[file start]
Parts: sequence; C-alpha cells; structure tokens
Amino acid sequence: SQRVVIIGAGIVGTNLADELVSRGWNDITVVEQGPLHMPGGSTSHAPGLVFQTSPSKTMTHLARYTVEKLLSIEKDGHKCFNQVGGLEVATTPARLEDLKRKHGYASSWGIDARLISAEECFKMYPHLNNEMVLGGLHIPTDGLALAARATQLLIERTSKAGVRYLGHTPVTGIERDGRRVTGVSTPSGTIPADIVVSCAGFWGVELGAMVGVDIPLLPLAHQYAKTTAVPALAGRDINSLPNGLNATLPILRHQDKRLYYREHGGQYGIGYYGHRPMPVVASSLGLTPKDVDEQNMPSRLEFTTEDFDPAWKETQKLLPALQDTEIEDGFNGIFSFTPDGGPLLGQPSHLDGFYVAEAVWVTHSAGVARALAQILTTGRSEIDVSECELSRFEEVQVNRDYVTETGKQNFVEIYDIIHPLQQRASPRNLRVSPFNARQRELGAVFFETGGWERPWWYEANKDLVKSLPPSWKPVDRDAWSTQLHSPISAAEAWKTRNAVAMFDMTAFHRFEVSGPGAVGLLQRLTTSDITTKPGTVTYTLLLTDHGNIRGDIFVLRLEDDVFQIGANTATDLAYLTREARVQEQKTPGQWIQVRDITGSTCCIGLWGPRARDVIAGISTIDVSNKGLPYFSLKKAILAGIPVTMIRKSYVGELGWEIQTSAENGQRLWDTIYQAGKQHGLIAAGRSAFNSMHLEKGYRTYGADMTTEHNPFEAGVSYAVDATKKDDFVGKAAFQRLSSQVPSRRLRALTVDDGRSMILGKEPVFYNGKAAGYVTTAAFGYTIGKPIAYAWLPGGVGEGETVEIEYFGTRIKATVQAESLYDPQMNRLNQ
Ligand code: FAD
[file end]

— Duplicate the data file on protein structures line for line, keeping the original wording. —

Parts: sequence; C-alpha cells; structure tokens
Amino acid sequence: SQRVVIIGAGIVGTNLADELVSRGWNDITVVEQGPLHMPGGSTSHAPGLVFQTSPSKTMTHLARYTVEKLLSIEKDGHKCFNQVGGLEVATTPARLEDLKRKHGYASSWGIDARLISAEECFKMYPHLNNEMVLGGLHIPTDGLALAARATQLLIERTSKAGVRYLGHTPVTGIERDGRRVTGVSTPSGTIPADIVVSCAGFWGVELGAMVGVDIPLLPLAHQYAKTTAVPALAGRDINSLPNGLNATLPILRHQDKRLYYREHGGQYGIGYYGHRPMPVVASSLGLTPKDVDEQNMPSRLEFTTEDFDPAWKETQKLLPALQDTEIEDGFNGIFSFTPDGGPLLGQPSHLDGFYVAEAVWVTHSAGVARALAQILTTGRSEIDVSECELSRFEEVQVNRDYVTETGKQNFVEIYDIIHPLQQRASPRNLRVSPFNARQRELGAVFFETGGWERPWWYEANKDLVKSLPPSWKPVDRDAWSTQLHSPISAAEAWKTRNAVAMFDMTAFHRFEVSGPGAVGLLQRLTTSDITTKPGTVTYTLLLTDHGNIRGDIFVLRLEDDVFQIGANTATDLAYLTREARVQEQKTPGQWIQVRDITGSTCCIGLWGPRARDVIAGISTIDVSNKGLPYFSLKKAILAGIPVTMIRKSYVGELGWEIQTSAENGQRLWDTIYQAGKQHGLIAAGRSAFNSMHLEKGYRTYGADMTTEHNPFEAGVSYAVDATKKDDFVGKAAFQRLSSQVPSRRLRALTVDDGRSMILGKEPVFYNGKAAGYVTTAAFGYTIGKPIAYAWLPGGVGEGETVEIEYFGTRIKATVQAESLYDPQMNRLNQ
Ligand code: FAD